Posts tagged TELEVISION
Episode 22 - Pogles' Wood (Oliver Postgate, 1965-1967) (with Simon Costin)

Episode 22 marks a return to the small screen, as Chris and Alex discuss the BBC television stop-motion animated series Pogles’ Wood (Oliver Postgate, 1965-1967), produced by renowned British production company Smallfilms. The Fantasy/Animation team are joined for this latest installment by Simon Costin, artist, set designer and director of the Museum of British Folklore, a project devoted to celebrating and researching the UK's rich folkloric cultural heritage. Weaving their way through this staple of sixties British television, the trio examine stop-motion techniques and the craft of puppetry, the integration of magic and wonder into idyllic pastoral visions, and broader traditions of British fairies, folktales, and fantasy.

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Episode 20 - Peppa Pig (Neville Astley and Mark Baker, 2004-) (with Richard Dyer)

Episode 20 welcomes Professor Richard Dyer (Emeritus Professor of Film Studies, King's College London and Professorial Fellow in Film Studies, University of St Andrews) to the podcast, joining Chris and Alex to discuss the popular British animated television series Peppa Pig (Neville Astley and Mark Baker, 2014-). Comparing the programme to the work of modernist painter Henri Matisse and filmmaker Béla Tarr, they examine questions of episodic seriality, simplicity and realism in character design, and the politics of niceness, as well as the idea of children as a social construct via the inscription of ‘the child’ into the animated media text. We also talk about Daddy Pig’s big tummy and the joy of jumping in muddy puddles.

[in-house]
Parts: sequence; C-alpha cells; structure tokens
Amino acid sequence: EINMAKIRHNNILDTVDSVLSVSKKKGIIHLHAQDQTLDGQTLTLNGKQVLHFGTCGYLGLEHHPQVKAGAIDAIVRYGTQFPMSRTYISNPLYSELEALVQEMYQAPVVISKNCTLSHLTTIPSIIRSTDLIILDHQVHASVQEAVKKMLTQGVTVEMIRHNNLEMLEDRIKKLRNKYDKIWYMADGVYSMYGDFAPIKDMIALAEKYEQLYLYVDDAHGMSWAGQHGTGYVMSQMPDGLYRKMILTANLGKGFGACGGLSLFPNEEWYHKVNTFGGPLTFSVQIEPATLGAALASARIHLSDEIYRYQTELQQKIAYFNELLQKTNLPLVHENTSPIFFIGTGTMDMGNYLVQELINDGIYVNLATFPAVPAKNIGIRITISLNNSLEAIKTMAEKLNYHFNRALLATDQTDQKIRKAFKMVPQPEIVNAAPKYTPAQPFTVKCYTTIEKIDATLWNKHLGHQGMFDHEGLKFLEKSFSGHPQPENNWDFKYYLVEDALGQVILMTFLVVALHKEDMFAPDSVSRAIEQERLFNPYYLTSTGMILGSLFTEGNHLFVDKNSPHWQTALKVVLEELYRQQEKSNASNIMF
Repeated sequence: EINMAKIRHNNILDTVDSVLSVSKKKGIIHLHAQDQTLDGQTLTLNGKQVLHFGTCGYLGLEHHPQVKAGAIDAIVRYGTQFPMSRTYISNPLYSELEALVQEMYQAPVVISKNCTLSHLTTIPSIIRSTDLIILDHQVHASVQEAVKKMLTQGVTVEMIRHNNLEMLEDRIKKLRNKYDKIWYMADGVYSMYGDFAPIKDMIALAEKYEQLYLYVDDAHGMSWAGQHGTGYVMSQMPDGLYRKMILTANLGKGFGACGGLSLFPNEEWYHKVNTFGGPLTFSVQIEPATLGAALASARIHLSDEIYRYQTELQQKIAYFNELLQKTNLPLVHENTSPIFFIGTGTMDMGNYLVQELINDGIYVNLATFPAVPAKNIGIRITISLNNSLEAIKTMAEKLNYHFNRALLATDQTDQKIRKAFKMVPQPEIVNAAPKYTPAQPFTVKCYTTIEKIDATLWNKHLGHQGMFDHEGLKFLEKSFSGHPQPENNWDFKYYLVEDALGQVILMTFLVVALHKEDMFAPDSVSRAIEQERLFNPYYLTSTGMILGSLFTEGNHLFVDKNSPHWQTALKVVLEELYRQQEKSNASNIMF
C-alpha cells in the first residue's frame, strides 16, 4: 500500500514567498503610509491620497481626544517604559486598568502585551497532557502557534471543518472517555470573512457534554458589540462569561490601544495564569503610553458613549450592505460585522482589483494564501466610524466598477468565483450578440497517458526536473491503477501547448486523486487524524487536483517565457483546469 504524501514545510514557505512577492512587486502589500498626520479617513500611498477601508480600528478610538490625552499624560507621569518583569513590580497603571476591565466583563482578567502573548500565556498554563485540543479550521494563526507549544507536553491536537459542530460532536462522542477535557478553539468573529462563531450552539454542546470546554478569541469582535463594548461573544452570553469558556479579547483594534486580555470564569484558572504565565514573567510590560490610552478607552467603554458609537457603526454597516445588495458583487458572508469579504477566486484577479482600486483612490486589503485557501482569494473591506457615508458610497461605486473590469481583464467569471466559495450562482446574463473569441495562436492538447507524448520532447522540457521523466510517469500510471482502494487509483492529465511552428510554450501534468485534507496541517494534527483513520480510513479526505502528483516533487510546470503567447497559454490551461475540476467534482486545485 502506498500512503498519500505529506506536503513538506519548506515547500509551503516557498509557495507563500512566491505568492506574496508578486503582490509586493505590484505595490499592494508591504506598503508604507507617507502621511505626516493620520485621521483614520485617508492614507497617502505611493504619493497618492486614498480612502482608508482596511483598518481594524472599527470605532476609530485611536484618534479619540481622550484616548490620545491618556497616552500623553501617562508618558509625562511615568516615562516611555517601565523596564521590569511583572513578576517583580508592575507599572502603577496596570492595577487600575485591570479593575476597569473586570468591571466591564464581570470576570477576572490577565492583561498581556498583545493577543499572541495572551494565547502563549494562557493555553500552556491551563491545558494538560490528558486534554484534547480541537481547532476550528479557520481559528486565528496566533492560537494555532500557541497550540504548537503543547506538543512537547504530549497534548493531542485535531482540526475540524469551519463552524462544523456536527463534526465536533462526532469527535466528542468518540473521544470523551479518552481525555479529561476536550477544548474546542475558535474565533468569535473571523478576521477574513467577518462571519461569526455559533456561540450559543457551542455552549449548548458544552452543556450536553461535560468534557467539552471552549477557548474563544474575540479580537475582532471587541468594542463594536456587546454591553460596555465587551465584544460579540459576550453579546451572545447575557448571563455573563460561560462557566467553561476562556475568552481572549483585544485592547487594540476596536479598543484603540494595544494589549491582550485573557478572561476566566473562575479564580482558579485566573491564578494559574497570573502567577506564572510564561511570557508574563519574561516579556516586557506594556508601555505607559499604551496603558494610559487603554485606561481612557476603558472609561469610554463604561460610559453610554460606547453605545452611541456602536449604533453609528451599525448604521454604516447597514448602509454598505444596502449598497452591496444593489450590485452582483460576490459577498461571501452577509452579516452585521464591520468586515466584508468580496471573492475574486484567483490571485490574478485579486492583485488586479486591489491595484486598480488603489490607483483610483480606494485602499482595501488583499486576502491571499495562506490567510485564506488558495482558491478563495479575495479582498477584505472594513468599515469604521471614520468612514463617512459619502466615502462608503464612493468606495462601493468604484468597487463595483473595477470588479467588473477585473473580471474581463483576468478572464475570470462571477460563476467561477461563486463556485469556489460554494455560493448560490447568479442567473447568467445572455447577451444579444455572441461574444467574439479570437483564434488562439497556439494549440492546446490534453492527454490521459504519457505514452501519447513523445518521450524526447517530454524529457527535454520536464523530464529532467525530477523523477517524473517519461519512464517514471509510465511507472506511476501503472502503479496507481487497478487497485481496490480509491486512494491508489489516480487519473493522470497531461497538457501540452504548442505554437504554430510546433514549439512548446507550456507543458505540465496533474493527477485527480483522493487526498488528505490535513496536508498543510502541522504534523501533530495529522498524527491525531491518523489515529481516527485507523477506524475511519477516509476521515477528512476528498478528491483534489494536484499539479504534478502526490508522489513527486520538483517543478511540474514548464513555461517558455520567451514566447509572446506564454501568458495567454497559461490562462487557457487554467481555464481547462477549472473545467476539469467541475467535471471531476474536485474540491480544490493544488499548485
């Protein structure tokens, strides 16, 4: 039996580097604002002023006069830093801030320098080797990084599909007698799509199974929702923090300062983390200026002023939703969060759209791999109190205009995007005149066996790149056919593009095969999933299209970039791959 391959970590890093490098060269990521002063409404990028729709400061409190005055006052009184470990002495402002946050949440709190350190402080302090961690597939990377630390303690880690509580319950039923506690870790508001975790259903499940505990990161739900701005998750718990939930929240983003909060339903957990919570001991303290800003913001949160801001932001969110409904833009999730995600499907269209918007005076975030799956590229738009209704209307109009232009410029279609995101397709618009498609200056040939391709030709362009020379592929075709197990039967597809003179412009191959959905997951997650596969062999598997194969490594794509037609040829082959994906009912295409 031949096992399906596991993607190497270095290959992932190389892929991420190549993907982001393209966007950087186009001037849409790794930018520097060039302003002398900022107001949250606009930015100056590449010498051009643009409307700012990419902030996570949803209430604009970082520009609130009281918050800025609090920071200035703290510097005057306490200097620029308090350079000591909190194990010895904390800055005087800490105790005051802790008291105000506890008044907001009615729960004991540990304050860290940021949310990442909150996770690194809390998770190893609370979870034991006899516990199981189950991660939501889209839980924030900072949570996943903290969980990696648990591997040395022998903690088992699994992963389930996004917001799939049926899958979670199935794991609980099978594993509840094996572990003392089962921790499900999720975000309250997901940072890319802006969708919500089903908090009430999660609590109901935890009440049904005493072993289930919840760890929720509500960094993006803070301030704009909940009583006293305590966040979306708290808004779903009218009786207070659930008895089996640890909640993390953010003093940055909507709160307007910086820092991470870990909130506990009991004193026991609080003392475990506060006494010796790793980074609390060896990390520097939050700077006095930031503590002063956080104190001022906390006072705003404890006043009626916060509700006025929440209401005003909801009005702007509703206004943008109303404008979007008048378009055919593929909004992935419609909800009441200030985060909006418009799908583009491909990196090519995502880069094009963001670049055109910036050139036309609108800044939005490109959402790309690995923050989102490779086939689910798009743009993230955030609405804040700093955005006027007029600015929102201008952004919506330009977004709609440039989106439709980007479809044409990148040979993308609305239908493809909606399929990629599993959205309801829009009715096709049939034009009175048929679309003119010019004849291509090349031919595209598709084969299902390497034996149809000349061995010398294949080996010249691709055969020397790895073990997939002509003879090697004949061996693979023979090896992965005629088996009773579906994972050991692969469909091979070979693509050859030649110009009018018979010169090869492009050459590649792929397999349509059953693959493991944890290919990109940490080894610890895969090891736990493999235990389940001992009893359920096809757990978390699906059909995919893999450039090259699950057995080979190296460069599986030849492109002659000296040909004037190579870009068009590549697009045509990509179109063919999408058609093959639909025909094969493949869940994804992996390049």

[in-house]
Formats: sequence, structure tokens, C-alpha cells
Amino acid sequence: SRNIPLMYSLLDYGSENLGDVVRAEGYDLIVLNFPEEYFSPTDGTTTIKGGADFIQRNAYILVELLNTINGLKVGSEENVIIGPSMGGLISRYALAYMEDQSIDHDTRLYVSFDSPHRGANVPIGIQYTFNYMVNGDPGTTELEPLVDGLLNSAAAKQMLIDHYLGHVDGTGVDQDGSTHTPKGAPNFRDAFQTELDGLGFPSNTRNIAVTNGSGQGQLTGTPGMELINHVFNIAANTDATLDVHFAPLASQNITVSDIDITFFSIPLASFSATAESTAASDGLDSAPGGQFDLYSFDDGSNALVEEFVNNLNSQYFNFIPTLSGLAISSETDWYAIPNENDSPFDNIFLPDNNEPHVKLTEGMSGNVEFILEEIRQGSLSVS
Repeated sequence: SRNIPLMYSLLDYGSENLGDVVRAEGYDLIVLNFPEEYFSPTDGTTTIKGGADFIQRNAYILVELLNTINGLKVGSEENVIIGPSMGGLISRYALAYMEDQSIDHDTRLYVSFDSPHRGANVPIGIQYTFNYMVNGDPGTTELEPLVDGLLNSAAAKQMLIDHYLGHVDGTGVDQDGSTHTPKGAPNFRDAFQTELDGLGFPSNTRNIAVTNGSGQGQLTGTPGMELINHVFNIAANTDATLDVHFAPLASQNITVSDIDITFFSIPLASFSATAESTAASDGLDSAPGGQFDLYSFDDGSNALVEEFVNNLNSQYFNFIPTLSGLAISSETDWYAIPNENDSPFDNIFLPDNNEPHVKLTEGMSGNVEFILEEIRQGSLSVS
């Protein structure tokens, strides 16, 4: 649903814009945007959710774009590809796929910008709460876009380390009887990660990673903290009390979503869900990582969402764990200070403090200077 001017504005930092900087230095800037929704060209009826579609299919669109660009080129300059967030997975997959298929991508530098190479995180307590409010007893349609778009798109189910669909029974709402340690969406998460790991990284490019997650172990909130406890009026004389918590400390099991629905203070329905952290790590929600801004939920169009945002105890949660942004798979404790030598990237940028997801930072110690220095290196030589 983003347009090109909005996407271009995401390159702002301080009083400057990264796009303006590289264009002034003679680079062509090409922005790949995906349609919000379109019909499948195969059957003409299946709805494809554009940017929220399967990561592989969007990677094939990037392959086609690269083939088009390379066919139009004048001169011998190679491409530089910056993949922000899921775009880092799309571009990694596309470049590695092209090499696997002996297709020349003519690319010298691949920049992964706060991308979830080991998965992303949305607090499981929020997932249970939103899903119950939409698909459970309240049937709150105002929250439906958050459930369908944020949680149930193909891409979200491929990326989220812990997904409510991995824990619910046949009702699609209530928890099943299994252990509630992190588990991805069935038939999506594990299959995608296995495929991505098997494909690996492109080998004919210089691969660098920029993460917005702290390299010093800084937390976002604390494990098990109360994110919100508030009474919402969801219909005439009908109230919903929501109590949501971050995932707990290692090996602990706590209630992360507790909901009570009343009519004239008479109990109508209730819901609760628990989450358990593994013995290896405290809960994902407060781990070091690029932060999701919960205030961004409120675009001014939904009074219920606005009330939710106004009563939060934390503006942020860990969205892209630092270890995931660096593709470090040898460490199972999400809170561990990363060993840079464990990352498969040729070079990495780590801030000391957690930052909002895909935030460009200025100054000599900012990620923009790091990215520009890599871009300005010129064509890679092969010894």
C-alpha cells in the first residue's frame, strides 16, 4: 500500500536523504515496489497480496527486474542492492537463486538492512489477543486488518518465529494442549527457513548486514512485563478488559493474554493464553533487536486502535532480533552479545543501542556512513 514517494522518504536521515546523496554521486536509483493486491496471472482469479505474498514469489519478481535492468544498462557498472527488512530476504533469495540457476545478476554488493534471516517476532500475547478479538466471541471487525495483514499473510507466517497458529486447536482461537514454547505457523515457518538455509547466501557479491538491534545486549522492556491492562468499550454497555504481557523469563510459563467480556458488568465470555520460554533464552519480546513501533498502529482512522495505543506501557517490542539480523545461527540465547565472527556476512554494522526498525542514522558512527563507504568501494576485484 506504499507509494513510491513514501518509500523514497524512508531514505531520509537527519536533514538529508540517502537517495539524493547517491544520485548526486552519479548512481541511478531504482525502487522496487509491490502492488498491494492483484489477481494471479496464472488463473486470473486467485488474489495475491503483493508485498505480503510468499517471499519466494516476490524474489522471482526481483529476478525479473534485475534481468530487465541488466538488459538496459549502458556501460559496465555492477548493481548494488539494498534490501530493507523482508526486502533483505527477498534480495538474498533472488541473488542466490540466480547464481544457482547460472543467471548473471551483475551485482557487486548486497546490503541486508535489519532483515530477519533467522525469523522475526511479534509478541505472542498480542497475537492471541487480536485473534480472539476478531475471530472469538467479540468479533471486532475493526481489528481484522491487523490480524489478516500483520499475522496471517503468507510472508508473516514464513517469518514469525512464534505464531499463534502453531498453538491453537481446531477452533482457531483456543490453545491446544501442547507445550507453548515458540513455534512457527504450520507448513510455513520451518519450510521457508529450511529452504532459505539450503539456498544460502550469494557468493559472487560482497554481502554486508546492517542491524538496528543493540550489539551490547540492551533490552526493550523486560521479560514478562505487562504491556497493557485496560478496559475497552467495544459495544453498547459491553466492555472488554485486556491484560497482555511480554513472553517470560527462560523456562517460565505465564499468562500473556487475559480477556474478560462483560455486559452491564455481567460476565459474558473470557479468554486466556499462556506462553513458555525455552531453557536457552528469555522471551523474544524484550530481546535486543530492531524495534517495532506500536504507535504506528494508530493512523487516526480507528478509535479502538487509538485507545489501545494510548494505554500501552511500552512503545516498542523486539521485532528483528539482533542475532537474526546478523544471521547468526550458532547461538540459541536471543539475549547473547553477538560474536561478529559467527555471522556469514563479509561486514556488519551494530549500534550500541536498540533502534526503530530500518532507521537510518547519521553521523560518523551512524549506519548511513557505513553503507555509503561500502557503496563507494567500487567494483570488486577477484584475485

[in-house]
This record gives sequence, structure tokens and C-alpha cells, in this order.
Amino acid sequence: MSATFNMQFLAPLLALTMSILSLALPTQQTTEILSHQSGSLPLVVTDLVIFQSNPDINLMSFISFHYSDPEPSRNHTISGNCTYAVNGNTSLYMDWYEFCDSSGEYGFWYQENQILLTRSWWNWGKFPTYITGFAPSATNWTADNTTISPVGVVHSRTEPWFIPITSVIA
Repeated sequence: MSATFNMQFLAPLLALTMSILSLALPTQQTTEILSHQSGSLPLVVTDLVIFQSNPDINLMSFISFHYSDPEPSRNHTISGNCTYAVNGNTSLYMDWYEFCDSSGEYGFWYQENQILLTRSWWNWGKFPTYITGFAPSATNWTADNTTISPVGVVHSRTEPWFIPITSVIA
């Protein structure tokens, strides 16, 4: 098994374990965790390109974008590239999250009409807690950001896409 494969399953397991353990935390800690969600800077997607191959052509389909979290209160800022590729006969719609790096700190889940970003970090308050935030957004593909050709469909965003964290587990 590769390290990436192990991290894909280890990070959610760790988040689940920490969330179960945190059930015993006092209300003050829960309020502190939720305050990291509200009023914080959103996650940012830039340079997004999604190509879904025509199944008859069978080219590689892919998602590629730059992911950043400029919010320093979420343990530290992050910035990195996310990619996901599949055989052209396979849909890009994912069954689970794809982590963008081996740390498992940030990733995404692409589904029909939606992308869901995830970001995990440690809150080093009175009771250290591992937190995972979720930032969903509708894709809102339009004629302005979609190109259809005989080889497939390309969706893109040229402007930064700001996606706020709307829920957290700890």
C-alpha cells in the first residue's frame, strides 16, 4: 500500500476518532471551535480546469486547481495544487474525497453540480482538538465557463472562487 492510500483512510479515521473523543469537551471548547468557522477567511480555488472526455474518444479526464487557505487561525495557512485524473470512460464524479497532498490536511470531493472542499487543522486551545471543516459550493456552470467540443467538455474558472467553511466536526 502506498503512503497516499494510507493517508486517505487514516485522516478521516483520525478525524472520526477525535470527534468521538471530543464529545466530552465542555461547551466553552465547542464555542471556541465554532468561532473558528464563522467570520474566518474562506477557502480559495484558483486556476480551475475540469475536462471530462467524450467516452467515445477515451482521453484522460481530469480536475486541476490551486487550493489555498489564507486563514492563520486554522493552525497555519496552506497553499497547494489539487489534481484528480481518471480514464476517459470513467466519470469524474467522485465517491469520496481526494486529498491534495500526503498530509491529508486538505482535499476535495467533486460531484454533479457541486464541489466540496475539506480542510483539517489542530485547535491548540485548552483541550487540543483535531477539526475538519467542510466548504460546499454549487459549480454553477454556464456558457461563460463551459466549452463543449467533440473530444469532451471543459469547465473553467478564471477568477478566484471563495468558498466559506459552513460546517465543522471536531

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Episode 11 - Disenchantment (Matt Groening, 2018-)

Episode 11 marks Chris and Alex’s first venture to the small screen, offering a rundown of Matt Groening’s recent television series Disenchantment, which first premiered in August 2018 on Netflix. A fantasy sitcom visualised through Groening’s signature animated style (including the requisite character overbite), Disenchantment parodies the archetypes familiar from fantasy mythology. From hard-drinking princesses to sweet-toothed elves, its playful swipes at fantasy storytelling feed into an overriding irreverence that fully exploits animation’s subversive potential, as Groening’s series sets about both constructing and deconstructing the terms of its own animated world.

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